There will be a lot of focus on the ECB and Bank of England monetary policy meetings and press conferences and minutes on Thursday, but frankly I can’t see much of interest coming out of either. The ECB has only just announced its latest easing, so can’t really be expected to do anything or say a great deal. Inflation is a touch lower with the oil price, but not so much that it changes the long term view, and the economy continues to perform OK.
For the BoE, there isn’t much reason for anyone to change their view, though McCafferty could decide to fold short term on his rate hike call, but even if he does it doesn’t make a lot of difference. Clearly the manufacturing data has softened, and growth in general may be slowing a touch, so policy is on hold. I doubt they will say anything that significantly changes market pricing for the first UK rate hike. If they had any sense, they would try to talk GBP down a bit in the minutes. Although in reality the recent weakness of manufacturing probably has very little to do with the overvalued pound, a weaker pound wouldn’t hurt, and in bringing inflation up would allow a rate hike at some point which would be good for the balance of the economy. I’m not holding my breath expecting a GBP collapse on the minutes, but it seems to me that’s the risk if there is one.
But all this is really just hot air. Swedish CPI for December looks more interesting to me. The Riksbank have been resolutely talking down the SEK and threatening all manner of measures to stop it going up too fast, essentially because they have an inflation target and worry that a stronger SEK will kill progress towards it.Frankly, I think their stance is bonkers, as recent experience of inflation targeting has shown that trying to target it too closely is likely to be unsuccessful in the short run and counterproductive in the long run. The Swedish economy grew at about 4% in 2015 and is expected to do the same in 2016. Inflation being 1% below target (and rising) is not a big problem. The SEK will have to go up sooner or later. Best to let it go up when the economy is in shape to deal with it.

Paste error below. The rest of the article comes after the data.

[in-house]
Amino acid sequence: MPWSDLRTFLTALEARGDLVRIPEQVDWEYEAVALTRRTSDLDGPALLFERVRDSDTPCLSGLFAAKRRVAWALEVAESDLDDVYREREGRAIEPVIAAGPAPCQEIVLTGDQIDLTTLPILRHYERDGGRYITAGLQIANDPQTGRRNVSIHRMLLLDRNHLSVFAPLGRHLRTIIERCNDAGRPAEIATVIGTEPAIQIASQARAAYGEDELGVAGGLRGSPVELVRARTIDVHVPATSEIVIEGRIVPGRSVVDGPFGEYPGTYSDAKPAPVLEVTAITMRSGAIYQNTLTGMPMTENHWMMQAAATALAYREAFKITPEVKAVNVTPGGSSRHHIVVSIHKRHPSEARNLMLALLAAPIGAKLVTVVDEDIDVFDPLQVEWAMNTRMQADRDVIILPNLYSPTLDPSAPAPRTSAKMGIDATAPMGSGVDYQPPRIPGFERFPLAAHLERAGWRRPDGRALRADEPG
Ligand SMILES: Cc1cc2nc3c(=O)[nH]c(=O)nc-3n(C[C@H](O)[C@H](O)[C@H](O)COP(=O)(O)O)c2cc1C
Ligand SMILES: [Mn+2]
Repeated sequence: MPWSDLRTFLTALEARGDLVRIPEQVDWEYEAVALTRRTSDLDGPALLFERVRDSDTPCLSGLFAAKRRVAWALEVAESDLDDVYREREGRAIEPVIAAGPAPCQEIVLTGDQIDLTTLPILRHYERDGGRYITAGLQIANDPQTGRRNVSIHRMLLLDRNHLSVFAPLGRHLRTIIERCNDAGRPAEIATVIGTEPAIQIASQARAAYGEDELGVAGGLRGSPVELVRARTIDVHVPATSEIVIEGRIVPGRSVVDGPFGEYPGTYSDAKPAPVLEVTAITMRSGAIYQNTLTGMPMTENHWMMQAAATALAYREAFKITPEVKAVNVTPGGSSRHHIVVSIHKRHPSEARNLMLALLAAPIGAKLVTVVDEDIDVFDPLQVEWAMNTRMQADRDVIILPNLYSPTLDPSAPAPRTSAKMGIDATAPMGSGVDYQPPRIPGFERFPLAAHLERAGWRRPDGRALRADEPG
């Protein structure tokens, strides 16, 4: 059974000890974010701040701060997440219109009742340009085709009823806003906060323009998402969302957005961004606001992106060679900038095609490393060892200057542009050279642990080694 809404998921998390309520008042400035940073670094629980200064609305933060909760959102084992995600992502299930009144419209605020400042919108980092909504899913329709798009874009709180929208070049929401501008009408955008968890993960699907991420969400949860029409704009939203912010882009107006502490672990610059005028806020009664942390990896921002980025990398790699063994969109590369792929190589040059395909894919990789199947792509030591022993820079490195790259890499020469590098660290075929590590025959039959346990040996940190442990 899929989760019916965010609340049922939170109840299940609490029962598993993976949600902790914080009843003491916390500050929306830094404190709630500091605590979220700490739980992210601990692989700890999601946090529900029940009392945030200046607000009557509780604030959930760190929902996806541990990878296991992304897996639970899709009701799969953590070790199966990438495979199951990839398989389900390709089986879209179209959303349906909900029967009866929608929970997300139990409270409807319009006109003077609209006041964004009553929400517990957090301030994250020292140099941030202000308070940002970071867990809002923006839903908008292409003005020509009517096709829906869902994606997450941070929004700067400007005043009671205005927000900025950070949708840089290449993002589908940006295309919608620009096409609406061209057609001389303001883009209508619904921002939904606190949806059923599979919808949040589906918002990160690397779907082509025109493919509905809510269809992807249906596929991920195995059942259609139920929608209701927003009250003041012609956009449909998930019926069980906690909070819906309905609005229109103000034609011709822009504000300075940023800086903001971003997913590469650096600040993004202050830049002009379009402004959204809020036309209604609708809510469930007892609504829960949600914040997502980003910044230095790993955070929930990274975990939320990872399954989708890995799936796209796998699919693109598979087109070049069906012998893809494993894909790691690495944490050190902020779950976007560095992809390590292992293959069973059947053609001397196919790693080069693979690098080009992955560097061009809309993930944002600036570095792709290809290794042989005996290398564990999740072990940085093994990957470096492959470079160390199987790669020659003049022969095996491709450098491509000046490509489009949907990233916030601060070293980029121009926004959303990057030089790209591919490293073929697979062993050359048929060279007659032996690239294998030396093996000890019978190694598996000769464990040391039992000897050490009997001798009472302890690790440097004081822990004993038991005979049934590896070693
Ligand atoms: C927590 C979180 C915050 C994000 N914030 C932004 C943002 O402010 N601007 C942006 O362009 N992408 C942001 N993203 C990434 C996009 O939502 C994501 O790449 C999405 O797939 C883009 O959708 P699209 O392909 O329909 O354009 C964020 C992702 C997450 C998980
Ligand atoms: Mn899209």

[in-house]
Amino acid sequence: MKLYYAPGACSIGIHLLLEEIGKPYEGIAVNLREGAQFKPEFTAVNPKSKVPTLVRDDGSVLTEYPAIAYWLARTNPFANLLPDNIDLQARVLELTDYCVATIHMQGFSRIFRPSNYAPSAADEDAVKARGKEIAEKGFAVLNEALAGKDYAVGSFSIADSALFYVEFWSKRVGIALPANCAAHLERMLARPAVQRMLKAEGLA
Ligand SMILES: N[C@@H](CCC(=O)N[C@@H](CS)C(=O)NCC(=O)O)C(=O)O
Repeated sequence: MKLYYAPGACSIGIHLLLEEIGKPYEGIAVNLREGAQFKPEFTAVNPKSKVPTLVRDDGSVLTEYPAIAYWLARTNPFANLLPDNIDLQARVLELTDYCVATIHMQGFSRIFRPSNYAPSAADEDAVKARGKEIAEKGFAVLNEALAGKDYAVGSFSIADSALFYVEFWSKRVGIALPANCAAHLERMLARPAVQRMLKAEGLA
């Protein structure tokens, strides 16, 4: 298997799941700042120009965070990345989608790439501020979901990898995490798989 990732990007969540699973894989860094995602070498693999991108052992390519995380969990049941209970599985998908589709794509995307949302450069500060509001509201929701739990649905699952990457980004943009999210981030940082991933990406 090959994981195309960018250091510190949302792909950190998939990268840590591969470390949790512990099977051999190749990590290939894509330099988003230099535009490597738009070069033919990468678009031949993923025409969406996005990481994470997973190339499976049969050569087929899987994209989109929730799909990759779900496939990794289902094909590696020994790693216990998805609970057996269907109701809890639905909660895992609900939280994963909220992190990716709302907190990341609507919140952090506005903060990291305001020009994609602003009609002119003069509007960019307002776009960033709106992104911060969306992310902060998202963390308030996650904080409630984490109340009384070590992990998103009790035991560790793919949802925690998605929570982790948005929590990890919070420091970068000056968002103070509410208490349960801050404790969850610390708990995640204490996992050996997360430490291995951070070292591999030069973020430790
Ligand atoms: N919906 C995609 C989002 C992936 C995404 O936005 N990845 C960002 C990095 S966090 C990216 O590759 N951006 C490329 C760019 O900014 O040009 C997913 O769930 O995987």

Still, rightly or wrongly the Riksbank has it’s inflation blinkers on, so a weak number on Thursday will get everyone thinking they might cut rates again. I doubt it myself, but it would probably be enough to send EUR/SEK to 9.30 or so. Conversely, a strong number would allay some of the low inflation concerns, and send it to 9.20. I doubt the Riksbank would get involved with their threatened intervention this side of 9.20, and probably not before 9.10 if inflation is stronger. Risks are probably towards a weaker than expected number rather than a stronger one, but I’m a buyer of SEK on the dip, as it’s only as low as it is because people are worried about Riksbank action, and they won’t do anything if the currency dips.